Of course, MacBooks aren’t the only portable computers Apple makes, and it’s been increasingly making the case that the iPad Pro lineup should be considered computers too. These are Apple’s touch-screen computers, but in most consumers minds they don’t yet belong in the same category as Windows laptops. However, when you put the new MacBooks, older MacBooks, and iPad Pros together, you get an interesting picture in terms of price and performance coverage. The chart below shows base pricing for each of these products:

Apple Computer Portfolio

As you can see, there’s pretty good coverage from $599 all the way through $2399 with just the base prices. If you were to add storage and spec options (and Smart Keyboards in the case of the iPad Pros) the in between price points would be covered pretty well too. But Apple now offers a portable computer at almost any price point in this range, and that’s interesting. The newest MacBooks alone do a nice job of covering the spread from $1199 to $2399 with increasing power and capability, while the older MacBooks fill in some gaps. There’s no denying that these products are premium, but they extend down into price points that many people will be able to reach, while providing really top notch products for those that can afford or justify them. If you focus on those newer devices, I think this is the most coherent and logical MacBook portfolio Apple has had for years.

The next big question is what happens with desktops, because those are now from one to three years old, with no sign of an update. The one that’s had the most focus from Apple in recent years is the iMac, which is both the most mass market and the flashiest – it’s the only one that is highly visible, while both the Mac Pro and Mini could feasibly sit hidden under a desk. I don’t think Apple’s going to discontinue these anytime soon, but the timing of its lack of focus on these devices is providing an interesting window for Microsoft.

A few words on creativity

I won’t repeat everything I said in my earlier stuff on Microsoft’s event here, but suffice it to say that this creativity push is certainly interesting given that timing I just mentioned. However, it’s totally overblown to be talking about Microsoft somehow stealing away Apple’s creative customer base, for several reasons:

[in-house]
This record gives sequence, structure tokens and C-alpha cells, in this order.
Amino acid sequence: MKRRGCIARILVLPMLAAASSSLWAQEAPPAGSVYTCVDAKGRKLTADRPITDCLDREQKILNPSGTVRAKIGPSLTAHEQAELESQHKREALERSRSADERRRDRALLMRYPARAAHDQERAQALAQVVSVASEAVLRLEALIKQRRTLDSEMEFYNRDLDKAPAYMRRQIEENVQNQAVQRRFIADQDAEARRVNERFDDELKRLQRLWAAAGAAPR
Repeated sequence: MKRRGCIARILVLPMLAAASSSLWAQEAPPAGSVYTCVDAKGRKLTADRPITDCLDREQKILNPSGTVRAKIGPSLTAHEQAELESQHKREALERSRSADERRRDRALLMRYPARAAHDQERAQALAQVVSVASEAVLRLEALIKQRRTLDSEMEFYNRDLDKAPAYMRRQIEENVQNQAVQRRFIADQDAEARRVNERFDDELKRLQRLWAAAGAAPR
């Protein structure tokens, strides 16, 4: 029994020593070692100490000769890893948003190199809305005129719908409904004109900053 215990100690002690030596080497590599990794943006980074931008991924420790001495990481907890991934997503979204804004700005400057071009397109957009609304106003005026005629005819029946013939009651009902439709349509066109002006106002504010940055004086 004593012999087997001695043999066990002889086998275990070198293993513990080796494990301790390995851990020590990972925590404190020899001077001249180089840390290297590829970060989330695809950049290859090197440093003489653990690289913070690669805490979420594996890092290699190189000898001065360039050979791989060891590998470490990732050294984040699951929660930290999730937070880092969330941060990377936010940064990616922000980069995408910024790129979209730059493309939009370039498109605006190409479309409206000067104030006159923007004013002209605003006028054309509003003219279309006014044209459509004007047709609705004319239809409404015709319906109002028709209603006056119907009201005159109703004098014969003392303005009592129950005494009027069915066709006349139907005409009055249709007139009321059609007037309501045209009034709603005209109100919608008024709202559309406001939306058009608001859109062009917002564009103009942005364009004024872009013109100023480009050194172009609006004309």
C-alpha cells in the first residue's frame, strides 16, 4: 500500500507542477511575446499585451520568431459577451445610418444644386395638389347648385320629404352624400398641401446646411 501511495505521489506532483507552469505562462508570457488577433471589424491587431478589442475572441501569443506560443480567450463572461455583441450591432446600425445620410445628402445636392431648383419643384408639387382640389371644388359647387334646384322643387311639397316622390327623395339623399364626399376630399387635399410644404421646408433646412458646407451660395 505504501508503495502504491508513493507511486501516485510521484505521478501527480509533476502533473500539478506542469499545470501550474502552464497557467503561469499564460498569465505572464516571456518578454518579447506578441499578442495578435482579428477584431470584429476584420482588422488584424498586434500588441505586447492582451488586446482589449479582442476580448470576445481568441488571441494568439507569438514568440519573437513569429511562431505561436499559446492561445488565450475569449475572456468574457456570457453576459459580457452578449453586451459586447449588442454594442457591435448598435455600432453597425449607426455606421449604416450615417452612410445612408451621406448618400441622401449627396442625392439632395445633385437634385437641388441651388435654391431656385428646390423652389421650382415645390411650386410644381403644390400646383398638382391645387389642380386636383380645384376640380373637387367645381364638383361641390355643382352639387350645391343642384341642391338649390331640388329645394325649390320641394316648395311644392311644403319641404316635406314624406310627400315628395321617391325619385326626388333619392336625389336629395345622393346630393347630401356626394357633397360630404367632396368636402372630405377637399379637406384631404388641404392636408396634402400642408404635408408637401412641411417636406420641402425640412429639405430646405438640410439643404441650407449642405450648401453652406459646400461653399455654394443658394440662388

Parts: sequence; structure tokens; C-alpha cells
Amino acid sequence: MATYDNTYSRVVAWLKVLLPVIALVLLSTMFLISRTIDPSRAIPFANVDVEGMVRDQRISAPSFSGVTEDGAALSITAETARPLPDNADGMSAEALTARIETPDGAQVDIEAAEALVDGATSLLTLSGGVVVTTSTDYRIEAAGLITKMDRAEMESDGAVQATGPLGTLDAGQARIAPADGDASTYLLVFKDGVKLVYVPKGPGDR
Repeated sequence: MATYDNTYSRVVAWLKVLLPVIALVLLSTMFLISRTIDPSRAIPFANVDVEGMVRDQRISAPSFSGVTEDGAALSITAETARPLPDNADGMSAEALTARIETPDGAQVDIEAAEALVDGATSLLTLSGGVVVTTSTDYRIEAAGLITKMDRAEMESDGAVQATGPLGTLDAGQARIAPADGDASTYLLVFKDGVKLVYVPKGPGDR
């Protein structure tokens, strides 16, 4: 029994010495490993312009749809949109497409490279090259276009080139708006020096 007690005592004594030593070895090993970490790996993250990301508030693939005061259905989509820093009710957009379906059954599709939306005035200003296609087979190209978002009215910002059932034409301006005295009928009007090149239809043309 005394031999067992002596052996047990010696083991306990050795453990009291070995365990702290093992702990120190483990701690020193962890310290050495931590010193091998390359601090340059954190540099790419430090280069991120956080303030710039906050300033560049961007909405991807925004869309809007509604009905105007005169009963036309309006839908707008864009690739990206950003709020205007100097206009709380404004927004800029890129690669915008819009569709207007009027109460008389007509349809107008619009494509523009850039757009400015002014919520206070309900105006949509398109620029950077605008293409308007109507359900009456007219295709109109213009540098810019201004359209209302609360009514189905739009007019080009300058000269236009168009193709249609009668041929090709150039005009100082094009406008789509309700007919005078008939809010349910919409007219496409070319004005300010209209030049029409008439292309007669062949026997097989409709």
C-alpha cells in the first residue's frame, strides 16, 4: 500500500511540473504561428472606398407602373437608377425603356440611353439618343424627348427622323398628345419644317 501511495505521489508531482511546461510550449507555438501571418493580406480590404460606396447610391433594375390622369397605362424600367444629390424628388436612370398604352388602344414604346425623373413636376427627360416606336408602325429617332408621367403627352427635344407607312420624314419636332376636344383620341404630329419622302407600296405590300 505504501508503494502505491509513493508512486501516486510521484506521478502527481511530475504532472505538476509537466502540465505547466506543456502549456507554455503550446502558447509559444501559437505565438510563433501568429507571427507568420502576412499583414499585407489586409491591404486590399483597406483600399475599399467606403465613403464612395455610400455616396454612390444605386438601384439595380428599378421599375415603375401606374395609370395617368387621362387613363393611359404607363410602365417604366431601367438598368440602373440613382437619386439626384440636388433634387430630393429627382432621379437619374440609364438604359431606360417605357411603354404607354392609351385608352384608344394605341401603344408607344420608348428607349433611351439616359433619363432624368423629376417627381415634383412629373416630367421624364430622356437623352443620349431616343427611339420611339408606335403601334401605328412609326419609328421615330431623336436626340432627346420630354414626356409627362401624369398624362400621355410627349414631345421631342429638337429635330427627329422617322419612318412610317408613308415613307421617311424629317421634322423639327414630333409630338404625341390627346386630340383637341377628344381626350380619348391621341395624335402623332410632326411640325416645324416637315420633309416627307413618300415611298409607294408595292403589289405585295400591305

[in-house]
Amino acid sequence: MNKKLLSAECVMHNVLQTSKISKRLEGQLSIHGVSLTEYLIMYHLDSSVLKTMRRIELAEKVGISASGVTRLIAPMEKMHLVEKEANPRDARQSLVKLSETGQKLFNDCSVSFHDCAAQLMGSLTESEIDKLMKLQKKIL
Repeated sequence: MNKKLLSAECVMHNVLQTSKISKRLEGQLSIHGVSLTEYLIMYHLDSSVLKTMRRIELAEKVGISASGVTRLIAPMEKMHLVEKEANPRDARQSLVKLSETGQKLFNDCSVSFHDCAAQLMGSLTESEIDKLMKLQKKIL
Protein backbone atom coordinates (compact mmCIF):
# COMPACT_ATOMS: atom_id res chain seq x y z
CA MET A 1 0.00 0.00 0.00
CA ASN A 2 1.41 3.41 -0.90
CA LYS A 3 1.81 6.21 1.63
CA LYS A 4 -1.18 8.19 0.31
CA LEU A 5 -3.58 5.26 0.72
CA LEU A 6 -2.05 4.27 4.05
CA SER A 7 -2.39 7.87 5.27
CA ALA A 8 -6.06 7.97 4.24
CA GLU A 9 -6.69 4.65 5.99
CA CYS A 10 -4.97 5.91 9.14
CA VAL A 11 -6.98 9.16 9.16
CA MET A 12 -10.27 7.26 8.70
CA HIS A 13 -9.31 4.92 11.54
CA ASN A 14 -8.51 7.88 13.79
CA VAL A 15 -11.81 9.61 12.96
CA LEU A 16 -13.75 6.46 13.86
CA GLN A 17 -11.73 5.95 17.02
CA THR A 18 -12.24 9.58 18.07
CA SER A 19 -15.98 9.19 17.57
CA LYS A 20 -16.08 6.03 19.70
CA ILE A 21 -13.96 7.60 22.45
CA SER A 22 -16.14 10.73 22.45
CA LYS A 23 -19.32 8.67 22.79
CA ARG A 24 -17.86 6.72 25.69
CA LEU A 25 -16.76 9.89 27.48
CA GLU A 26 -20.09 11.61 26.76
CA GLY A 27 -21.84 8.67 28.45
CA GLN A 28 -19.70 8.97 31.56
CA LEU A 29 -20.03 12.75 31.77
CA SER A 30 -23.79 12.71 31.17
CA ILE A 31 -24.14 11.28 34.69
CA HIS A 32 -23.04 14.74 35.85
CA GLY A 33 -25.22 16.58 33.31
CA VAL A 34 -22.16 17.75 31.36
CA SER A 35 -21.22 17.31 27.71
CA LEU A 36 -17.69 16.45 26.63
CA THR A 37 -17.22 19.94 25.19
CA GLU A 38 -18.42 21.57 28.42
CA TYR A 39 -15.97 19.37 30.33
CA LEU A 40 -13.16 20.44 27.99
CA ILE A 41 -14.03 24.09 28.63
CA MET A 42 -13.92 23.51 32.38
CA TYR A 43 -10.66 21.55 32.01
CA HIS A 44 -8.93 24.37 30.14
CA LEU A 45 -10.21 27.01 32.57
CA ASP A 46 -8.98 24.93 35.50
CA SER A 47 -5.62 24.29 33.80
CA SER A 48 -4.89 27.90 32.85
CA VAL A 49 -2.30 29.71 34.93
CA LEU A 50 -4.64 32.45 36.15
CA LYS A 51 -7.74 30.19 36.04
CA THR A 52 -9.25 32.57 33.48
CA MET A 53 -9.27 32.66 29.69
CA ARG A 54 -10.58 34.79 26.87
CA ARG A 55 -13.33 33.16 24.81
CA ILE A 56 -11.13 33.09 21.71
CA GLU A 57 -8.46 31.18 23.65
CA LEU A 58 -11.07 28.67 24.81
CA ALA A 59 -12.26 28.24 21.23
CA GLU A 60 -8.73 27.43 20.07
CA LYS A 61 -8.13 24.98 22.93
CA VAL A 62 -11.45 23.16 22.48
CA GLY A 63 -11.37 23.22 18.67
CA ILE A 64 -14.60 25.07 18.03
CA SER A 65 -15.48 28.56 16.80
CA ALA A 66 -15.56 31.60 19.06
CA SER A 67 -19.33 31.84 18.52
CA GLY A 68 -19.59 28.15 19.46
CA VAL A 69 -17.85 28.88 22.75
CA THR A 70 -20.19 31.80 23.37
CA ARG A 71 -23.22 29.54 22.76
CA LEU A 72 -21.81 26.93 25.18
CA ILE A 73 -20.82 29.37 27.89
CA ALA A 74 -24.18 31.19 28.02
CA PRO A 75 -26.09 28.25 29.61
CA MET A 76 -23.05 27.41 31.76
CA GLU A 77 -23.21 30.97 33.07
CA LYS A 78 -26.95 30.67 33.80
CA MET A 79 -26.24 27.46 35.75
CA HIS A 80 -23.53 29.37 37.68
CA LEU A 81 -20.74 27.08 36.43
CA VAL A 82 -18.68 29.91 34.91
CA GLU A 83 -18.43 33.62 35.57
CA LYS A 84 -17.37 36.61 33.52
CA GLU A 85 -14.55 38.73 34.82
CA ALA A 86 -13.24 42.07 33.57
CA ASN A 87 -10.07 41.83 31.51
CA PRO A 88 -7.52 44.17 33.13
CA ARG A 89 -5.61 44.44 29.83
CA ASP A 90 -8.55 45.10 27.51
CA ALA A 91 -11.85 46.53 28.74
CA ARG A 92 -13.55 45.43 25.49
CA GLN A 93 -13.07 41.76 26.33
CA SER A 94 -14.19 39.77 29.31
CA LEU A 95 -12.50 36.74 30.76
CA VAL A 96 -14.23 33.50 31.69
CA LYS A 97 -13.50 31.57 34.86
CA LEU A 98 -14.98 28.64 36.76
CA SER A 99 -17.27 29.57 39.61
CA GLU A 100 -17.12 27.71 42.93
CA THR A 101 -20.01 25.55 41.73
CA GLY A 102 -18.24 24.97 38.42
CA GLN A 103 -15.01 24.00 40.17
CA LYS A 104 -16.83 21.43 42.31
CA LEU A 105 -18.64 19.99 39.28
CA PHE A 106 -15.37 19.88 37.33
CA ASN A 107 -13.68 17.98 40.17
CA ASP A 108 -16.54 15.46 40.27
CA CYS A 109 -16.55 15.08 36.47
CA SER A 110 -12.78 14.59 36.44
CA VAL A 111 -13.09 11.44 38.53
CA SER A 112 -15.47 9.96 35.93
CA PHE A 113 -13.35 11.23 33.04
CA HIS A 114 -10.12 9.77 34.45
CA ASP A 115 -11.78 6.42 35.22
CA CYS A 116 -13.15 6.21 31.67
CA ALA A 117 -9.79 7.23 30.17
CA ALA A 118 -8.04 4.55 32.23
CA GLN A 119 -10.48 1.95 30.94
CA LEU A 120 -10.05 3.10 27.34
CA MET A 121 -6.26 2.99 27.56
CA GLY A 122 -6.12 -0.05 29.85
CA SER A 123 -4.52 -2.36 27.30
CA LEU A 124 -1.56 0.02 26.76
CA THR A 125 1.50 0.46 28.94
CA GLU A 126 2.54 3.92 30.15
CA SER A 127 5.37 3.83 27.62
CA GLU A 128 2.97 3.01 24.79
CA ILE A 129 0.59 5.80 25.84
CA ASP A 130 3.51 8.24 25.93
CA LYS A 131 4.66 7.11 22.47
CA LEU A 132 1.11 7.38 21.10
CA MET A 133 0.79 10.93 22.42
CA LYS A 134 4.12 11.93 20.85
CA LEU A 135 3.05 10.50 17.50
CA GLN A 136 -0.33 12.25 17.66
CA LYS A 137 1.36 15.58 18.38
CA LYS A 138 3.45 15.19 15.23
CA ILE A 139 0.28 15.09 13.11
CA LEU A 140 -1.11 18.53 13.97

• First, Apple has long since expanded beyond that base, especially if you look at the full set of devices including iPhones. Apple clearly isn’t selling hundreds of millions of iPhones solely to people that use Photoshop for a living. Even if you look at Mac buyers, they’re much broader than the cliche of ad agency creatives and video editors.
  • Secondly, all Microsoft has done so far is put a stake in the ground. The Surface Studio is a beautiful device and a well thought out machine for a subset of creative professionals. But workflows don’t change overnight just because a new computer comes along, especially if there’s an existing commitment to another ecosystem. The role of this device is to signal to creatives that Microsoft is serious about serving them, which is notable in its own right, but won’t sell millions of devices by itself.
  • Thirdly, Microsoft’s bigger creativity push is around software, with 400m plus Windows 10 users getting a bunch of new creativity software in the Creators Update in the spring. This will be much more meaningful in terms of spreading that creativity message far and wide than the new hardware.
  • Lastly, even with all this, Microsoft’s efforts to associate its brand with creativity and not just productivity will take years to take hold. Perceptions don’t change overnight either.

Apple’s event today was a nice reminder that it still takes these creative professionals very seriously – both the Adobe and DJ Pro demos were creativity-centric, and these new machines are clearly intended for creative professionals among others (the RAID arrays would be an obvious fit for people editing high-bandwidth video, for example). Apple isn’t going to cede this ground easily, but it will be very interesting to watch over the next few years how this aspect of the competition plays out.


Twitter’s Terrible New Metric

Note: this blog is published by Jan Dawson, Founder and Chief Analyst at Jackdaw Research. Jackdaw Research provides research, analysis, and consulting on the consumer technology market, and works with some of the largest consumer technology companies in the world. We offer data sets on the US wireless and pay TV markets, analysis of major players in the industry, and custom consulting work ranging from hour-long phone calls to weeks-long projects. For more on Jackdaw Research and its services, please visit our website. If you want to contact me directly, you’ll find various ways to do so here.

In the shareholder letter that accompanied Twitter’s Q3 earnings today, the company said:

consider that each day there are millions of people that come to Twitter to sign up for a new account or reactivate an existing account that has not been active in the last 30 days.